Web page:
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Things Went Sideways and Then Up, Again, For ‘Girls’ Fans
February 21, 2017  | By Eric Gould  | 1 comment

[Editor’s Note:  Plot details of last week’s episode of Girls are revealed and discussed below.]

Lena Dunham made news again this week and it wasn’t due to her frequent position as whipping post for the now-sacked Breitbart editor Milo Yiannopoulos, who was lashing away as recently as last Friday during his appearance on Real Time with Bill Maher.

Last Sunday’s episode of Dunham’s Girls, “Hostage Situation,” gave fans a surprise knuckleball when it was revealed that folk-singer Desi Harperin (Ebon Moss-Bachrach, below) had a very good reason for four seasons of often skewing between his trademark uber-narcissism and just as quickly, man-tears fit for a six-year-old.

Turns out Desi has a pretty bad OxyContin habit.

Instantly, all of Desi’s oddball mannerisms, his unreliability and his impulsive proposal of marriage to Marnie (Allison Williams with Moss-Bachrach, top) in season three all fell into place.  Of course the guy made no sense. Of course he was erratic. He was high the whole time.

Dunham’s power as a writer is mature beyond her years and “Hostage Situation” once again displayed that while the show’s conceit of the unsullied self-absorption of the characters is never far away, it is not a one-trick comedy act. Desi’s reveal was another dramatic twist consistent with Hannah’s (Dunham) father coming out of the closet and the “lost” episodes – Hannah’s lost sex weekend with Patrick Wilson in “One Man’s Trash” (Season 2, Episode 5) and Marnie’s similar all-nighter encounter with former boyfriend and heroin addict Charlie in “The Panic in Central Park” (Season 5, Episode 6).

If we might be a bit too rapt at the three-season windup for this turn, Moss-Bachrach, this week told Vulture that Desi’s plight wasn’t scripted from the start. It most likely was a creation for this final season of the series. But it made sense in terms of the character’s long arc and instability and its comedic reveal ­– Marnie’s opening of Desi’s briefcase, empty except for a Mason jar (of all hiding places) with a handful of Oxy in it.

The Mason jar, Desi’s simultaneous defiant yet relieved confession, and the ensuing slapstick struggle of Marnie and Hannah locking Desi out of the vacation house where they were staying were an unusual blend of ways into a subject that is, of course, no joke.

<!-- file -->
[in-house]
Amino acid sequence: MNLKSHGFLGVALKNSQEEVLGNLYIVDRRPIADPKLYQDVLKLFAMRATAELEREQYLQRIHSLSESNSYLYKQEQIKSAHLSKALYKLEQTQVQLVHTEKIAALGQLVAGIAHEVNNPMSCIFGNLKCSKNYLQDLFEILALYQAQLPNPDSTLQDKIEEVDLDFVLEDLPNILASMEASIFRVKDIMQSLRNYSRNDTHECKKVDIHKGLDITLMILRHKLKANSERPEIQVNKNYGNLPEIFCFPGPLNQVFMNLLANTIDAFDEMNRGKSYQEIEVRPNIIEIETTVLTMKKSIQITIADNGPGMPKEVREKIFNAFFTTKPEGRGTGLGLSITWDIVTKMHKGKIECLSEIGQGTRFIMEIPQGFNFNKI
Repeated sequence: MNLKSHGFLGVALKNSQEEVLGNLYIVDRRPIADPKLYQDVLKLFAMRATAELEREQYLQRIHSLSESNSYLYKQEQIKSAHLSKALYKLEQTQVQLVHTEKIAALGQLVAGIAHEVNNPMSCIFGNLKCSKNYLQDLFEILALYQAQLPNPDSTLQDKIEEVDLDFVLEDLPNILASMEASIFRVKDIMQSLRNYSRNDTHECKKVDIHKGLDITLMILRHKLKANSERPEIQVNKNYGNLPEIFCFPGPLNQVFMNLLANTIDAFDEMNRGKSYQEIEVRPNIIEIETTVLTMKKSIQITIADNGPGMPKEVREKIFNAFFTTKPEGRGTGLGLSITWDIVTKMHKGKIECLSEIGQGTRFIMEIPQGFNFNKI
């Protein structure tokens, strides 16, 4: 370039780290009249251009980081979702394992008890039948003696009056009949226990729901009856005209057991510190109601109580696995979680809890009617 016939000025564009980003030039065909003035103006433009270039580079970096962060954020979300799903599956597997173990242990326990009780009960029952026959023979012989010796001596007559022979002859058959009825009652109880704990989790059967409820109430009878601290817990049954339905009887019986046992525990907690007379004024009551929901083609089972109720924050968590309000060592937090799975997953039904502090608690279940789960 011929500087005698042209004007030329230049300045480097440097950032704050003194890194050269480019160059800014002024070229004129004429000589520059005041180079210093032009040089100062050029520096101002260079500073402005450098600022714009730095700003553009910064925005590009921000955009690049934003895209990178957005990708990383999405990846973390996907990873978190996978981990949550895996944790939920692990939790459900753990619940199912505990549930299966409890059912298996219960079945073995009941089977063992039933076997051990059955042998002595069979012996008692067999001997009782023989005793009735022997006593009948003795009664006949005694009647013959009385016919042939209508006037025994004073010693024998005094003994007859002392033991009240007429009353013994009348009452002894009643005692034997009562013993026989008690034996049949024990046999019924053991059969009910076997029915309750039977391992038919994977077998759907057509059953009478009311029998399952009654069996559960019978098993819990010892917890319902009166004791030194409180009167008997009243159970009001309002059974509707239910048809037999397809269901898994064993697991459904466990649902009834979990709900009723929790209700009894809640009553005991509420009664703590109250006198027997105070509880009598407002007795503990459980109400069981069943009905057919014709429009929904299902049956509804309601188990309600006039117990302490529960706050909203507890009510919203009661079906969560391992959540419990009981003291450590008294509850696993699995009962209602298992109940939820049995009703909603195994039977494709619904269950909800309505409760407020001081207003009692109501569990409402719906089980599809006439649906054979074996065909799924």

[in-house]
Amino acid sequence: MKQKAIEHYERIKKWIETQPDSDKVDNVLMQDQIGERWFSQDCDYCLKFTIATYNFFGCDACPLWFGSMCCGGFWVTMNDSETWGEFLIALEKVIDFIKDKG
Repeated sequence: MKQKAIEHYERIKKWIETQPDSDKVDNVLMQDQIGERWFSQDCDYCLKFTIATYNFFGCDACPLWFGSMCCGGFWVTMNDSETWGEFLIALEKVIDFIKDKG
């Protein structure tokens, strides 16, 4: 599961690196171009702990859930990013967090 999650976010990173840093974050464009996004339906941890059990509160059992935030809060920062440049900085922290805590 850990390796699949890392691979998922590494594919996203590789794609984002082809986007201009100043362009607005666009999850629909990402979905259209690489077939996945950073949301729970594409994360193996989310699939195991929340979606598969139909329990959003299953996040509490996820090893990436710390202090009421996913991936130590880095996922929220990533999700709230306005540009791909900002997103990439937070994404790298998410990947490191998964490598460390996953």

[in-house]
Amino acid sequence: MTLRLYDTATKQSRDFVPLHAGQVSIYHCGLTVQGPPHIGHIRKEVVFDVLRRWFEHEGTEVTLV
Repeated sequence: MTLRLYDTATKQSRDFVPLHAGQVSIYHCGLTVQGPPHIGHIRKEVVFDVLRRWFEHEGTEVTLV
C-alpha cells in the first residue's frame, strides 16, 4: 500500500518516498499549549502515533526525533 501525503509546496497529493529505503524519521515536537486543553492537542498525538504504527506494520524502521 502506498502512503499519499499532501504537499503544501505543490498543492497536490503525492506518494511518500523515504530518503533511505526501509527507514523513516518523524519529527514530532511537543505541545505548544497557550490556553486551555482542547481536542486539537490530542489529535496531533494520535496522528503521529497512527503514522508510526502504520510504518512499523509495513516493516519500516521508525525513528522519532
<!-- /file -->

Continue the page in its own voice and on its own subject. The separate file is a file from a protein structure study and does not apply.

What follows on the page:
That ability to deliver the darkest depths along with some of the better jokes on television today has always been Dunham’s strong suit.

One gets the feeling she might be warming up for her best punches yet to come for the series finale.

Just a hunch.


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I avoided Girls for the longest time but I finally succumbed to a TV critic's convincing praise and watched the first episode on Amazon Prime. I proceeded to plow through each subsequent episode until I had watched all 4 seasons. And I didn't think twice when I clicked on "buy" so I could watch season 5.
Feb 24, 2017   |  Reply
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Good news, TVWW readers: David’s new book from Doubleday, The Platinum Age of Television: From I Love Lucy to The Walking Dead, How TV Became Terrific is now available in paperback for under $15. Doubleday says: “Darwin had his theory of evolution, and David Bianculli has his. Bianculli's theory has to do with the concept of quality television: what it is and, crucially, how it got that way."

"The Platinum Age of Television is an effusive guidebook that plots the path from the 1950s’ Golden Age to today’s era of quality TV. For instance, animation evolved from Rocky and His Friends to South Park; variety shows moved from The Ed Sullivan Show to Saturday Night Live; and family sitcoms grew from I Love Lucy to Modern Family. Interviews with Carl Reiner, Mel Brooks, Norman Lear, Bob Newhart, Matt Groening, Larry David, Amy Schumer are high points... Bianculli has written a highly readable history." —The Washington Post


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